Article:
Upon reflection, I discovered that my halo effect bias for Sheba the Angel of Death probably really hurt his development as a writer. I was so pleased with his clarity and writing skills that the fact that his ideas were lackluster was of little concern to me; my concern was with students who could barely write sentences with correct subject/verb agreement. While part of my reaction probably has to do with seeing the essay a year later after another year of experience teaching the course, more of it certainly had to do with my concentration on other students. Basically, I let Sheba the Angel of Death slide by.
This moment led to an epiphany with me: spend as much time with the top students as I do with all the rest of the students. It was a good lesson for me, because, so often, whether it is to raise HSA scores or to help everyone receive an IB Diploma, teachers end up concentrating on the lowest-achieving students. It is important to focus on all students, though, because they all need it. I told Sheba the Angel of Death, now a senior, about my new revelations about his essay; he thanked me, but was honest: he said he had a gut feeling it was not as good as he was capable, and told me he wished he had gotten the feedback when he could have used it more. And he was right. This gut-check was the biggest revelation to my teaching practice this past year.
This lesson of engaging all students regardless of ability is something I strive to maintain in all my classes, and my favorite example of that occurring in the past few months is my 9th grade students completing a pastiche of Sandra Cisneros’ The House on Mango Street. Understanding that a writer makes choices is one of the most important aspects in encouraging a student – particularly a literal-minded 9th grade student – to make inferences and conduct analysis of literature. One of my favorite activities in promoting this idea is having the students create a pastiche, or an original piece of writing in the style of the author. Cisneros, with her deceptively simple style, is an ideal choice. For this particular activity, I had students create five pastiches based on Cisneros’ text. In addition, they wrote a Statement of Intent in which they explained in what ways they emulated Cisneros’ style, and what effect this achieved.
What this activity did was encourage students to think like a writer, having them use several stylistic elements that Cisneros employs: her frequent use of metaphor and other figurative language, her child point of view, her constant use of different kinds of imagery, her examination of social issues. The Statement of Intent encouraged students to focus on devices and their effects. Lastly, the actual pieces of writing they produced were often stunningly beautiful; we bounded them together and performed them for each other in a “coffee shop” event in the classroom. Upon reflection, the activity accomplished much of the same goals as a traditional analytic essay would have, plus allowed the students to engage in a high-interest and creative writing activity.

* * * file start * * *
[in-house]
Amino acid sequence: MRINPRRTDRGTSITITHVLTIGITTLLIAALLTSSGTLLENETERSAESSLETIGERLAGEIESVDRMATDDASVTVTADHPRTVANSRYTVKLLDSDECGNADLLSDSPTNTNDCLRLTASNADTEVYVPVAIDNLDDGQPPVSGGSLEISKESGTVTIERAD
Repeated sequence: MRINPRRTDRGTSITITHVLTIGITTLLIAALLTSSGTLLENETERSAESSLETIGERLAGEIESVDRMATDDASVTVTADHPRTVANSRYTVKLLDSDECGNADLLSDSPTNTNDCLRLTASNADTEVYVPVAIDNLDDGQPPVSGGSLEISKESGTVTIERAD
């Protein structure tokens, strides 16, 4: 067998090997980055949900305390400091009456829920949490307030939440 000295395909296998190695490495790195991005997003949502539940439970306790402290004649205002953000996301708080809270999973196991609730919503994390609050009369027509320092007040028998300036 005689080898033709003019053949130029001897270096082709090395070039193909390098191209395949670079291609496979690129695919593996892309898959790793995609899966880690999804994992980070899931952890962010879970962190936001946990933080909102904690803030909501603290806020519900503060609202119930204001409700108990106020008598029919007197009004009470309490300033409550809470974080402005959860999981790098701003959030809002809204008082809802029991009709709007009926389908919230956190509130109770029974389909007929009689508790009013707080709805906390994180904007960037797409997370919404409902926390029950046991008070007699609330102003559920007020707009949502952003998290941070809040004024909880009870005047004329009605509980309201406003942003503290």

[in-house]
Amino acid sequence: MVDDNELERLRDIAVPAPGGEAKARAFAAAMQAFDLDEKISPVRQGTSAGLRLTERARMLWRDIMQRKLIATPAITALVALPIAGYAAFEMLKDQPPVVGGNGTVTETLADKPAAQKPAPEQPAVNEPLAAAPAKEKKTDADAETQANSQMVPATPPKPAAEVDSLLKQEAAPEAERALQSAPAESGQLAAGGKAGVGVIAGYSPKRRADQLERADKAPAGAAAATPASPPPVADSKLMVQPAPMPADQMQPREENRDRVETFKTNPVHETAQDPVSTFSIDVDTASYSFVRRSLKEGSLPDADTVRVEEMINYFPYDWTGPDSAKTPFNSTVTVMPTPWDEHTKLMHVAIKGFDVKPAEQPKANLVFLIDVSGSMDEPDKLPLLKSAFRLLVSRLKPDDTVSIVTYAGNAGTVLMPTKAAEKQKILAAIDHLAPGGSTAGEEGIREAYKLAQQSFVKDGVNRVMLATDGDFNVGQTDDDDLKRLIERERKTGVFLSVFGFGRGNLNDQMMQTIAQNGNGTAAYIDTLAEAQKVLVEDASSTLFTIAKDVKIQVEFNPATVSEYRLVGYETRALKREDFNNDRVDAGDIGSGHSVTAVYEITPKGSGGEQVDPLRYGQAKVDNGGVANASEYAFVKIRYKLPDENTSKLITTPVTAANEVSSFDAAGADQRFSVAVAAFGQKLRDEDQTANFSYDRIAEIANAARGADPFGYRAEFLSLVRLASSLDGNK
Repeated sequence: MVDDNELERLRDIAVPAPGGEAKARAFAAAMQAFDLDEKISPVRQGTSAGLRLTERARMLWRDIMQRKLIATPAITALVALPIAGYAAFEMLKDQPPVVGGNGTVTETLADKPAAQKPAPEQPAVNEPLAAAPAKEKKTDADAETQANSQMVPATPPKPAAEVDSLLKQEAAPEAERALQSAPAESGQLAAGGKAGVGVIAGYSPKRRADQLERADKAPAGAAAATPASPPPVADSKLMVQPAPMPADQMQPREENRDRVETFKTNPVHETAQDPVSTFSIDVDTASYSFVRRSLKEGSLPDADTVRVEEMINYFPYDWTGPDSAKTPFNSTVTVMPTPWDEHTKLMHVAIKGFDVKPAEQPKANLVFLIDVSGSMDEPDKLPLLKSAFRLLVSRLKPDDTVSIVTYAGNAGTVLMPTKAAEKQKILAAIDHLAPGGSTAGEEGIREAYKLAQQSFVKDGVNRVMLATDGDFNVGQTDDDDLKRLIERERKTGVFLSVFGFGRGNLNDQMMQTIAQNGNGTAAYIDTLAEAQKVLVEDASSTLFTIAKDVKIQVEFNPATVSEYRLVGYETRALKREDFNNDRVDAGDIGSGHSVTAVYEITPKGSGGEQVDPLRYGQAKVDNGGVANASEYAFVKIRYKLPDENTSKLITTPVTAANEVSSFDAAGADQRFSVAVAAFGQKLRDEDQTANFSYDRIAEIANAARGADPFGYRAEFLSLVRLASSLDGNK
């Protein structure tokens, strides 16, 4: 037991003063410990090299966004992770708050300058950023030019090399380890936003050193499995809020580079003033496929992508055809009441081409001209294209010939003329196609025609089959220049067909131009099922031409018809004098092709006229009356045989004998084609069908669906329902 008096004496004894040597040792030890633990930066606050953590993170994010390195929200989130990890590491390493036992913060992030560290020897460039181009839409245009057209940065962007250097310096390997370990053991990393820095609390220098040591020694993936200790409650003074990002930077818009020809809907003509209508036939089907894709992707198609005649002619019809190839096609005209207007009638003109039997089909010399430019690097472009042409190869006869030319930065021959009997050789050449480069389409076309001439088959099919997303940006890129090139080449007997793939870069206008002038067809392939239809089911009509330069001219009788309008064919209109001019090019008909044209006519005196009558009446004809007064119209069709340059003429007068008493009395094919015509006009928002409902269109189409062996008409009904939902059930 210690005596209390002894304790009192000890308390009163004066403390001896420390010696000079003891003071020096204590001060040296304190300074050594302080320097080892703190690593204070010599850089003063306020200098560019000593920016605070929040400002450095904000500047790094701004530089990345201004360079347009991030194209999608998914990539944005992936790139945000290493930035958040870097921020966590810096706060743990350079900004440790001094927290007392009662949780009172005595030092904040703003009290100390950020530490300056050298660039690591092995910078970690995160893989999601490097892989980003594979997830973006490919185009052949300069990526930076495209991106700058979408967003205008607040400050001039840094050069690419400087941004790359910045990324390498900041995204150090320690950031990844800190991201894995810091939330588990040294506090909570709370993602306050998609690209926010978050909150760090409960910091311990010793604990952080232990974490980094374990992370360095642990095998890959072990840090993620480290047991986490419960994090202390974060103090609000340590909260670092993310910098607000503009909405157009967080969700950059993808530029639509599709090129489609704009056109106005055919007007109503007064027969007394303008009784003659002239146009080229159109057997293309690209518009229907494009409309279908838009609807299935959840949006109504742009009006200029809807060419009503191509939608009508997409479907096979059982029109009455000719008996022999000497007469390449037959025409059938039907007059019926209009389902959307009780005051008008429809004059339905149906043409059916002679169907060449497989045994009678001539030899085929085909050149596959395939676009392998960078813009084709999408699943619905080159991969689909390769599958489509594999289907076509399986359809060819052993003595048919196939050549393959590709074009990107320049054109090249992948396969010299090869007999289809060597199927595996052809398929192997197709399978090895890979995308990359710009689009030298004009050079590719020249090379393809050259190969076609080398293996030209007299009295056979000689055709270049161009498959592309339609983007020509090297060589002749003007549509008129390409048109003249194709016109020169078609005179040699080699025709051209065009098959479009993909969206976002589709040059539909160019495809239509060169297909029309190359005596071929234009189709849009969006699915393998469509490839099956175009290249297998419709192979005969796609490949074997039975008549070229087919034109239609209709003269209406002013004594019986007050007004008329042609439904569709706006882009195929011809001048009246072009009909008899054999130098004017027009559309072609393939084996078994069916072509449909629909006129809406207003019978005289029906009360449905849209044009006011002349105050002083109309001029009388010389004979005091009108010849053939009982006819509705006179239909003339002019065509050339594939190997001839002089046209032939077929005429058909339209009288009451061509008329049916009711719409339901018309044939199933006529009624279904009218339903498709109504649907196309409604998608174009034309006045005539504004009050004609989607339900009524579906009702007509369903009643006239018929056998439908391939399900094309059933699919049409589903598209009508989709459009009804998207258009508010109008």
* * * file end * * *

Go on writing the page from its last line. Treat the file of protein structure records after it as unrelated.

As I enter the spring of my seventh year of teaching – the year that I will also receive my Master’s Degree in Secondary Education – I am more certain than ever that the frequently frustrating and challenging job of teaching English is also the most fulfilling and worthwhile thing I could be doing on this planet. Teaching literature, and channeling students' unique, unabashed personalities and opinions into thoughtful, clearly expressed ideas and well-defended arguments about it, makes English class a gateway to a fuller and richer understanding of the world around us. Shakespeare accomplishes this perhaps more than any other writer. If taught in a way that promotes understanding without murdering pleasure, learning Shakespeare can charge our senses and prompt conversations about ethics, race, justice, gender, history, and culture. While I have worked hard at my teaching of Shakespeare and all challenging literature, I notice weaknesses – sometimes assigning instead of teaching, sometimes forgetting that I want my students to enjoy reading for the rest of their lives and not over-analyze it – that push me to want to be better.
This brings me to the reason of my application. My friend and colleague, Broson Pinchot, participated in the 2007 Folger Summer Institute for Teachers, and the experience has helped bring dynamic lessons about Julius Caesar, MacBeth, and The Tempest to her classroom and students. My experience with the Folger Shakespeare Set Free series, as well as attending a session conducted by the group’s members at the 2006 NCTE Convention (at which Mr. Pinchot and I presented as well), has made it clear that my own teaching of Shakespeare would be greatly enhanced by participating in the Institute. In addition to learning more methods of teaching several of the Shakespeare plays that I plan to continue teaching – Romeo and Juliet, MacBeth, and Othello – I hope to broaden my knowledge of Shakespeare’s plays so I would feel confident choosing different selections to teach. Lastly, I hope I can apply ideas about teaching Shakespeare to the study of other dramas, such as the works of August Wilson, Lorraine Hansberry, and Athol Fugard, all of whom frequently appear in my classroom. I am certain that the Folger Teachers Institute will help enhance my classroom practice, and continue to bring more lively and rigorous study of Shakespeare to Baltimore City public school students.
As stipulated by the instructions, the essay should contain any relevant personal and academic information.
It should address your reasons for applying, and your interest, both academic and personal, in the subject of Shakespeare, as well as the qualifications and experiences that equip you to do the work of the Institute and to make a contribution to our learning community.
It should contain a statement of what you hope to accomplish by participating, and how the work of the Institute relates to your professional responsibilities.
In addition, we are interested in reading about your specific experiences in the classroom, and we ask that you describe a teaching strategy that you attempted but discovered to be a terrible failure, and then describe one that you found to be a complete success.
We are also interested in your ability to respond to a fast-paced academic schedule, and to interact with many new colleagues.
The essay is probably the most important part of your application.
Essay should be no longer than four (4) double-spaced pages.